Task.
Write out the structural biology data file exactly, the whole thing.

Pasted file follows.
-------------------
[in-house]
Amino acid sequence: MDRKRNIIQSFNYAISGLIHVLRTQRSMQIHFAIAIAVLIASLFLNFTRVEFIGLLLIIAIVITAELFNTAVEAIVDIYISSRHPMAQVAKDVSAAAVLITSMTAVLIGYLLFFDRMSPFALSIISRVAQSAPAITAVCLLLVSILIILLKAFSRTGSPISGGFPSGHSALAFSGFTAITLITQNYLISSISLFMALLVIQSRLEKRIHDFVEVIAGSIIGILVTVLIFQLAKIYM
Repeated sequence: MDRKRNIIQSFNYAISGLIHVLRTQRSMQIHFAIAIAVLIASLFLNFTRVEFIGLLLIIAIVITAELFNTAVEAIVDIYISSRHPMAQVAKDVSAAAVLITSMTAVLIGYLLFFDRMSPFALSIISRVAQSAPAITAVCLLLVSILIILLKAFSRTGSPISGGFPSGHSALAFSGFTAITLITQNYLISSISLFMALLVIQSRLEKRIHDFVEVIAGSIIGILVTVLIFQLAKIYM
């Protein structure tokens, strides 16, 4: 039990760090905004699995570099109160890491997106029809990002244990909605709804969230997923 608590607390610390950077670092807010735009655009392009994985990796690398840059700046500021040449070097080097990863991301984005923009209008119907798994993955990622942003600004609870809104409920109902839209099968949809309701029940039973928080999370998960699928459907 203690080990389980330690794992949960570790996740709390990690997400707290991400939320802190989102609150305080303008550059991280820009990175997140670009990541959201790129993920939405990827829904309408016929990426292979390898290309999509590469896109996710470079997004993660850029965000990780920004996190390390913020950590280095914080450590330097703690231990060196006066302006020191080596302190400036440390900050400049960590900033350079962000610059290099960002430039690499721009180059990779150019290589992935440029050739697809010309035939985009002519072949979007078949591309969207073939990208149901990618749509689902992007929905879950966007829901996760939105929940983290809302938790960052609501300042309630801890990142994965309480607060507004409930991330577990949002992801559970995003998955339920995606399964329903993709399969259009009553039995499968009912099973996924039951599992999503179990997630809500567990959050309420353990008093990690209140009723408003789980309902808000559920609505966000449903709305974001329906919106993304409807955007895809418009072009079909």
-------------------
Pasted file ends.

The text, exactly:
[in-house]
Amino acid sequence: MDRKRNIIQSFNYAISGLIHVLRTQRSMQIHFAIAIAVLIASLFLNFTRVEFIGLLLIIAIVITAELFNTAVEAIVDIYISSRHPMAQVAKDVSAAAVLITSMTAVLIGYLLFFDRMSPFALSIISRVAQSAPAITAVCLLLVSILIILLKAFSRTGSPISGGFPSGHSALAFSGFTAITLITQNYLISSISLFMALLVIQSRLEKRIHDFVEVIAGSIIGILVTVLIFQLAKIYM
Repeated sequence: MDRKRNIIQSFNYAISGLIHVLRTQRSMQIHFAIAIAVLIASLFLNFTRVEFIGLLLIIAIVITAELFNTAVEAIVDIYISSRHPMAQVAKDVSAAAVLITSMTAVLIGYLLFFDRMSPFALSIISRVAQSAPAITAVCLLLVSILIILLKAFSRTGSPISGGFPSGHSALAFSGFTAITLITQNYLISSISLFMALLVIQSRLEKRIHDFVEVIAGSIIGILVTVLIFQLAKIYM
């Protein structure tokens, strides 16, 4: 039990760090905004699995570099109160890491997106029809990002244990909605709804969230997923 608590607390610390950077670092807010735009655009392009994985990796690398840059700046500021040449070097080097990863991301984005923009209008119907798994993955990622942003600004609870809104409920109902839209099968949809309701029940039973928080999370998960699928459907 203690080990389980330690794992949960570790996740709390990690997400707290991400939320802190989102609150305080303008550059991280820009990175997140670009990541959201790129993920939405990827829904309408016929990426292979390898290309999509590469896109996710470079997004993660850029965000990780920004996190390390913020950590280095914080450590330097703690231990060196006066302006020191080596302190400036440390900050400049960590900033350079962000610059290099960002430039690499721009180059990779150019290589992935440029050739697809010309035939985009002519072949979007078949591309969207073939990208149901990618749509689902992007929905879950966007829901996760939105929940983290809302938790960052609501300042309630801890990142994965309480607060507004409930991330577990949002992801559970995003998955339920995606399964329903993709399969259009009553039995499968009912099973996924039951599992999503179990997630809500567990959050309420353990008093990690209140009723408003789980309902808000559920609505966000449903709305974001329906919106993304409807955007895809418009072009079909």